A top Chicago Public Schools official is expected back on the stand Thursday morning. Dr. Markay Winston was the first witness for the Chicago Board of Education, which started presenting evidence late Wednesday afternoon. The testimony is part of a hearing before Federal Court Judge John Lee, who will decide whether the planned closure of 49 Chicago elementary schools violates federal law protecting kids with disabilities. The closures are already well underway but attorneys representing kids are hoping their federal lawsuit will slow down, or even stop the closures.
Winston is a top CPS administrator and a member of CPS CEO Barbara Byrd-Bennett’s cabinet. Winston made a strong case for school closures, saying they will result in a more efficient system that serves kids better.
But Winston undermined that case when, under cross-examination, she refused to concede seemingly obvious points. Rather than give straight answers, she obfuscated or said she didn’t understand questions. After Winston repeatedly refused to answer a yes or no question from a lawyer for students affected by the closures, federal Judge John Lee instructed her to answer either yes or no.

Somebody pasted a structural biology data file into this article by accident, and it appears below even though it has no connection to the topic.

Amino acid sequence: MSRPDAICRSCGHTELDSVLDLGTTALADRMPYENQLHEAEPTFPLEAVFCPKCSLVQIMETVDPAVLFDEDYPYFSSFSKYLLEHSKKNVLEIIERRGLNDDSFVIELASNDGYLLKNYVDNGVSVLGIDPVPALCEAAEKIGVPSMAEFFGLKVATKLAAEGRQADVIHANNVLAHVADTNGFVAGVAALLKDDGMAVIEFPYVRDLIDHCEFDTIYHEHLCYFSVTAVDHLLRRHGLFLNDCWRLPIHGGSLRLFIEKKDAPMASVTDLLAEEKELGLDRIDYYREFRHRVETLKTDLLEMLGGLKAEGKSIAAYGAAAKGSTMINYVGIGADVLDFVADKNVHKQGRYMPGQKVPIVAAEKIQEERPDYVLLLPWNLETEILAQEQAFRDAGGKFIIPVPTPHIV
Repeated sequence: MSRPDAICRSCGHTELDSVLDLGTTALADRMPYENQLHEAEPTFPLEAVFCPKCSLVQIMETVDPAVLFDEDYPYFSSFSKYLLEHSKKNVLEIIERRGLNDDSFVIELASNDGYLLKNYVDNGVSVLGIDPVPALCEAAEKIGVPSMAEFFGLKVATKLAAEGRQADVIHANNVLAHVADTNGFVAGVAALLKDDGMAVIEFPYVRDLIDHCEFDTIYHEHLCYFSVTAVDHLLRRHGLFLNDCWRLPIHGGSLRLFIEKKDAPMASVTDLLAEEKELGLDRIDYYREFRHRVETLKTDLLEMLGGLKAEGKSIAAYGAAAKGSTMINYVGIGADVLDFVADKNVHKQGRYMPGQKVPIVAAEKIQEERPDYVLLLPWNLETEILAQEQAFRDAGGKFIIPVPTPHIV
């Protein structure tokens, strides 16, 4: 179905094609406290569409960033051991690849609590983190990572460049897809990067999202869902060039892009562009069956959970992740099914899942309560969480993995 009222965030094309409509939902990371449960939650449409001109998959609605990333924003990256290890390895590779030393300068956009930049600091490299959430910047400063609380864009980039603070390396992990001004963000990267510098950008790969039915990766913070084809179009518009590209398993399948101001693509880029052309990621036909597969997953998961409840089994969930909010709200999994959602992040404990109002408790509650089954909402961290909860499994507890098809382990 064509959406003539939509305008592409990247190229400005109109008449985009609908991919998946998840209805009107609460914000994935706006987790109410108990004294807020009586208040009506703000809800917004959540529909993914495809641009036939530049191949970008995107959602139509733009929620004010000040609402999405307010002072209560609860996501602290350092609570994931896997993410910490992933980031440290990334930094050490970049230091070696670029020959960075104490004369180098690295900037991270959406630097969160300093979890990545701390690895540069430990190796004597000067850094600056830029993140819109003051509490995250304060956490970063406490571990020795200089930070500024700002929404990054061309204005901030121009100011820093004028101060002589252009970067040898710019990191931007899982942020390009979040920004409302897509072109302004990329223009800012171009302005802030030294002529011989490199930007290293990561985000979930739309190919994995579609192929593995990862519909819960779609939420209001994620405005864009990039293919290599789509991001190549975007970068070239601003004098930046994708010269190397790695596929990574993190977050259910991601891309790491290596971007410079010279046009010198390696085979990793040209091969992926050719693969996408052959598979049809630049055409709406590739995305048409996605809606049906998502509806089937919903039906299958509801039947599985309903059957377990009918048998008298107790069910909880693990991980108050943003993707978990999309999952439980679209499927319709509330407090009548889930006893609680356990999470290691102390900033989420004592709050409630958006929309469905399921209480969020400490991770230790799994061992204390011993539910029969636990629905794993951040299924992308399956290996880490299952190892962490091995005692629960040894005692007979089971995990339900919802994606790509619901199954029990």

Winston dismissed the judge’s instruction and persisted in her refusal, saying she couldn’t answer with a simple yes or no.
The evidentiary hearing began Tuesday. Each side has been allotted 10 hours to make its case to Judge Lee. According to Lee, who is acting as the timekeeper, as of Wednesday night the plaintiffs' lawyers had two hours and 55 minutes of time left. Attorneys for the school board, who just started presenting their evidence, have eight hours and four minutes.
Judge Lee is hearing testimony to help him decide if he should order a preliminary injunction halting the closure of about the 49 elementary schools.
Attorneys for parents seeking the injunction before the new school year starts called the first witnesses Tuesday.
In testimony that day, education professor Pauline Lipman told Judge John Lee that the closings in the nation's third-largest school district inordinately impact African-Americans.
She says 87 percent of students affected are black, while blacks comprise just 40 percent of overall students.
Lipman says the closure of 50 schools in a single year in one school district is unprecedented nationally. And she says the consequences aren't clearly known.
City officials say the school buildings were underused and closing them will save millions.
The hearing is expected to conclude Friday.
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